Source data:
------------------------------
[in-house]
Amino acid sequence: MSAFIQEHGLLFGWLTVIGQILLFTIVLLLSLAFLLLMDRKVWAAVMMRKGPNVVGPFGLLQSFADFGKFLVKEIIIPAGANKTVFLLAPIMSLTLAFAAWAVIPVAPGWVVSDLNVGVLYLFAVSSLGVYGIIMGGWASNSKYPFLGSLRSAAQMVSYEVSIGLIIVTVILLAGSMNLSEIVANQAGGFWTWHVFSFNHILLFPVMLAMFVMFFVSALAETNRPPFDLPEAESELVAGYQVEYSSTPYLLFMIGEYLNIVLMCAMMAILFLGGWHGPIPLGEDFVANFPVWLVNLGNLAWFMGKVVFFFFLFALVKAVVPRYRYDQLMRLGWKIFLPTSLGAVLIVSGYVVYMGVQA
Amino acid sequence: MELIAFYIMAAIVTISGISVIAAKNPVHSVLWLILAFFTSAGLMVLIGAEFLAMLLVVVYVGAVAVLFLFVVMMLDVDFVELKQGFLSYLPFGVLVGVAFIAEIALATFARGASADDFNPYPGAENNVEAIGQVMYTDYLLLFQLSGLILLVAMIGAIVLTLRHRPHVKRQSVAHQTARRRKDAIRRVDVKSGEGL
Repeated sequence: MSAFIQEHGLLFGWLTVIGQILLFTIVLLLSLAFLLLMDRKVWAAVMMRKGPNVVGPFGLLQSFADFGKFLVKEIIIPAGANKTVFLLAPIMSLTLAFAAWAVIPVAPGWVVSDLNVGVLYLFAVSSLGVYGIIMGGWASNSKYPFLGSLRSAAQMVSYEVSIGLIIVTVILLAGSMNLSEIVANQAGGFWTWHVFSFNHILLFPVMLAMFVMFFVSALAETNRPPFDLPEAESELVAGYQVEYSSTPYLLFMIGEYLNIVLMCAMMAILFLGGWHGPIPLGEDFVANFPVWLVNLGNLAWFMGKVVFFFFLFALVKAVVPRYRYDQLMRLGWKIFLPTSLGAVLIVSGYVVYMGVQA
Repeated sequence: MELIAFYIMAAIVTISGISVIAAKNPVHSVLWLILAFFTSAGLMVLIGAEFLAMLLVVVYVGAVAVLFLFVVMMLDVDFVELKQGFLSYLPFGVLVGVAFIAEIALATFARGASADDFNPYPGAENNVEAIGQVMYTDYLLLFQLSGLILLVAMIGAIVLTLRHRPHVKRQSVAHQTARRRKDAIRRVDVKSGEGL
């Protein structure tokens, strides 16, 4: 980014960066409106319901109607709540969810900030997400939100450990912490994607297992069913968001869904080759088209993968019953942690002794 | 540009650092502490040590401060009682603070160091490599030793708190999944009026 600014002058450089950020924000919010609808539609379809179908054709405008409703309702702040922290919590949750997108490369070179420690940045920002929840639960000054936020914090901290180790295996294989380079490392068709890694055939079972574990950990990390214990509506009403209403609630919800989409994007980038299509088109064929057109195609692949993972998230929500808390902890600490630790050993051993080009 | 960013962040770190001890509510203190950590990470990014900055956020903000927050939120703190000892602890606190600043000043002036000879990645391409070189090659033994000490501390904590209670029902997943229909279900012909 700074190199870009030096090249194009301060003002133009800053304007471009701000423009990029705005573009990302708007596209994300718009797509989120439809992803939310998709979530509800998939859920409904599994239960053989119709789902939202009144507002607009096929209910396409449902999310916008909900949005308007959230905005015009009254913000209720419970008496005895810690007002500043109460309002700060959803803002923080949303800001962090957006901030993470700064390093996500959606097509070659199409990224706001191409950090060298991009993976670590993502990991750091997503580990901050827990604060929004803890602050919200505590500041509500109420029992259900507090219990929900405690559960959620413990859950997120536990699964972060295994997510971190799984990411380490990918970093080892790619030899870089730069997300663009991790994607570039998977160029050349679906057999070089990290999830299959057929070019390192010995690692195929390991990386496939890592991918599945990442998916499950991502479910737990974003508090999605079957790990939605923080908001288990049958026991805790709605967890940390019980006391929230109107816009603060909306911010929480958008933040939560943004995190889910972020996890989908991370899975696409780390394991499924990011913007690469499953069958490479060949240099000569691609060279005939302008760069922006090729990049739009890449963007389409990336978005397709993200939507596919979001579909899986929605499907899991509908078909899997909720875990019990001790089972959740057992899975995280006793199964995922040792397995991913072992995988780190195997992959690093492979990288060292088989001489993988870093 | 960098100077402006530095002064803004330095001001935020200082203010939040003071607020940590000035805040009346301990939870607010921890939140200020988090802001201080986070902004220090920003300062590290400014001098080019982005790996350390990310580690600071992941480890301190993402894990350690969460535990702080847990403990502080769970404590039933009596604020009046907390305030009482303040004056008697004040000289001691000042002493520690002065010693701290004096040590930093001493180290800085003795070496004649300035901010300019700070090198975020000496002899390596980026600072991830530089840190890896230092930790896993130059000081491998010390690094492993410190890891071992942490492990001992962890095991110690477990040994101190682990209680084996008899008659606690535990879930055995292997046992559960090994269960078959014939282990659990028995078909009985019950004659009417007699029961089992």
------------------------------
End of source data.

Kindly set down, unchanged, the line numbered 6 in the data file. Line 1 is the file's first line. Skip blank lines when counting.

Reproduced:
């Protein structure tokens, strides 16, 4: 980014960066409106319901109607709540969810900030997400939100450990912490994607297992069913968001869904080759088209993968019953942690002794 | 540009650092502490040590401060009682603070160091490599030793708190999944009026 600014002058450089950020924000919010609808539609379809179908054709405008409703309702702040922290919590949750997108490369070179420690940045920002929840639960000054936020914090901290180790295996294989380079490392068709890694055939079972574990950990990390214990509506009403209403609630919800989409994007980038299509088109064929057109195609692949993972998230929500808390902890600490630790050993051993080009 | 960013962040770190001890509510203190950590990470990014900055956020903000927050939120703190000892602890606190600043000043002036000879990645391409070189090659033994000490501390904590209670029902997943229909279900012909 700074190199870009030096090249194009301060003002133009800053304007471009701000423009990029705005573009990302708007596209994300718009797509989120439809992803939310998709979530509800998939859920409904599994239960053989119709789902939202009144507002607009096929209910396409449902999310916008909900949005308007959230905005015009009254913000209720419970008496005895810690007002500043109460309002700060959803803002923080949303800001962090957006901030993470700064390093996500959606097509070659199409990224706001191409950090060298991009993976670590993502990991750091997503580990901050827990604060929004803890602050919200505590500041509500109420029992259900507090219990929900405690559960959620413990859950997120536990699964972060295994997510971190799984990411380490990918970093080892790619030899870089730069997300663009991790994607570039998977160029050349679906057999070089990290999830299959057929070019390192010995690692195929390991990386496939890592991918599945990442998916499950991502479910737990974003508090999605079957790990939605923080908001288990049958026991805790709605967890940390019980006391929230109107816009603060909306911010929480958008933040939560943004995190889910972020996890989908991370899975696409780390394991499924990011913007690469499953069958490479060949240099000569691609060279005939302008760069922006090729990049739009890449963007389409990336978005397709993200939507596919979001579909899986929605499907899991509908078909899997909720875990019990001790089972959740057992899975995280006793199964995922040792397995991913072992995988780190195997992959690093492979990288060292088989001489993988870093 | 960098100077402006530095002064803004330095001001935020200082203010939040003071607020940590000035805040009346301990939870607010921890939140200020988090802001201080986070902004220090920003300062590290400014001098080019982005790996350390990310580690600071992941480890301190993402894990350690969460535990702080847990403990502080769970404590039933009596604020009046907390305030009482303040004056008697004040000289001691000042002493520690002065010693701290004096040590930093001493180290800085003795070496004649300035901010300019700070090198975020000496002899390596980026600072991830530089840190890896230092930790896993130059000081491998010390690094492993410190890891071992942490492990001992962890095991110690477990040994101190682990209680084996008899008659606690535990879930055995292997046992559960090994269960078959014939282990659990028995078909009985019950004659009417007699029961089992």